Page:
Effects of Single Nucleotide Polymorphisms in Human KCNMA1 on BK Current Properties
JournalFrontiers in Molecular Neuroscience
PublisherFrontiers Media S.A.
MetadataShow full item record
AbstractBK Ca2+-activated K+ channels are important regulators of membrane excitability. Multiple regulatory mechanisms tailor BK current properties across tissues, such as alternative splicing, posttranslational modifications, and auxiliary subunits. Another potential mechanism for modulating BK channel activity is genetic variation due to single nucleotide polymorphisms (SNPs). The gene encoding the human BK α subunit, KCNMA1, contains hundreds of SNPs. However, the variation in BK channel activity due to SNPs is not well studied. Here, we screened the effects of four SNPs (A138V, C495G, N599D, and R800W) on BK currents in HEK293T cells, selected based on predicted protein pathogenicity or disease linkage. We found that the SNPs C495G and R800W had the largest effects on BK currents, affecting the conductance–voltage relationship across multiple Ca2+ conditions in the context of two BK channel splice variants. In symmetrical K+, C495G shifted the V1/2 to more hyperpolarized potentials (by −15 to −20 mV) and accelerated activation, indicating C495G confers some gain-of-function properties. R800W shifted the V1/2 to more depolarized potentials (+15 to +35 mV) and slowed activation, conferring loss-of-function properties. Moreover, the C495G and R800W effects on current properties were found to persist with posttranslational modifications. In contrast, A138V and N599D had smaller and more variable effects on current properties. Neither application of alkaline phosphatase to patches, which results in increased BK channel activity attributed to channel dephosphorylation, nor bidirectional redox modulations completely abrogated SNP effects on BK currents. Lastly, in physiological K+, C495G increased the amplitude of action potential (AP)-evoked BK currents, while R800W had a more limited effect. However, the introduction of R800W in parallel with the epilepsy-linked mutation D434G (D434G/R800W) decreased the amplitude of AP-evoked BK currents compared with D434G alone. These results suggest that in a physiological context, C495G could increase BK activation, while the effects of the loss-of-function SNP R800W could oppose the gain-of-function effects of an epilepsy-linked mutation. Together, these results implicate naturally occurring human genetic variation as a potential modifier of BK channel activity across a variety of conditions. Copyright 2019 Plante, Lai, Lu and Meredith.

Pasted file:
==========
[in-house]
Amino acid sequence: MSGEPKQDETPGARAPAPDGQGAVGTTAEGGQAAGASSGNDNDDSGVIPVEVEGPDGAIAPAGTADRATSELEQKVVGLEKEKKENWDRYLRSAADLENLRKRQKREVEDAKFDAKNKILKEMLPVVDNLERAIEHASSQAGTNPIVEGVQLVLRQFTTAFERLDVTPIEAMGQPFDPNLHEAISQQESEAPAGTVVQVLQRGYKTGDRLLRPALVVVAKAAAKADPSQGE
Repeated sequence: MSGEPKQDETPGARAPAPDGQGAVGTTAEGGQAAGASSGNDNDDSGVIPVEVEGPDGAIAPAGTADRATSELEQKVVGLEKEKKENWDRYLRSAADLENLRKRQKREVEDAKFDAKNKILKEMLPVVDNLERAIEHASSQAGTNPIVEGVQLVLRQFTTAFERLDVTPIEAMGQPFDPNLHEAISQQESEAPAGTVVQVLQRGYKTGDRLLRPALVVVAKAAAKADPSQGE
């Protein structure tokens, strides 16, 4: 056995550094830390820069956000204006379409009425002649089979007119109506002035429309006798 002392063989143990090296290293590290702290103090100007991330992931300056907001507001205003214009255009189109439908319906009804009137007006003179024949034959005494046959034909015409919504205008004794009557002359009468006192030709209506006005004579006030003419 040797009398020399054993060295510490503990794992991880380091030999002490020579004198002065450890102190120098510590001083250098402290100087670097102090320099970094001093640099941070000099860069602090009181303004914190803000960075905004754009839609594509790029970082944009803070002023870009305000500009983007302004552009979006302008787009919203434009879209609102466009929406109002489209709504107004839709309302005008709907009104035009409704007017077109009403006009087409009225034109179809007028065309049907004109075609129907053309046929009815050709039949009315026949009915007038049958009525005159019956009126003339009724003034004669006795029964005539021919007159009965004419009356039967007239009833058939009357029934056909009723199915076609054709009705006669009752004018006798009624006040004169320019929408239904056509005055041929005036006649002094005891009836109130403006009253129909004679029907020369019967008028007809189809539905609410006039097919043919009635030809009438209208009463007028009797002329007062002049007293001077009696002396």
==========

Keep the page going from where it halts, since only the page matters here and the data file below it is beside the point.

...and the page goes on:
SponsorsThis work was supported by grants from National Heart, Lung, and Blood Institute (NHLBI) R01-HL102758 (AM), the Training Program in Integrative Membrane Biology National Institute of General Medical Sciences (NIGMS) T32-GM008181 (AM and AP), and The American Physiological Society.
Identifier to cite or link to this itemhttps://www.scopus.com/inward/record.uri?eid=2-s2.0-85076970608&doi=10.3389%2ffnmol.2019.00285&partnerID=40&md5=fb855d8d8049ff96dd8fc0f3247d2ef1; http://hdl.handle.net/10713/11568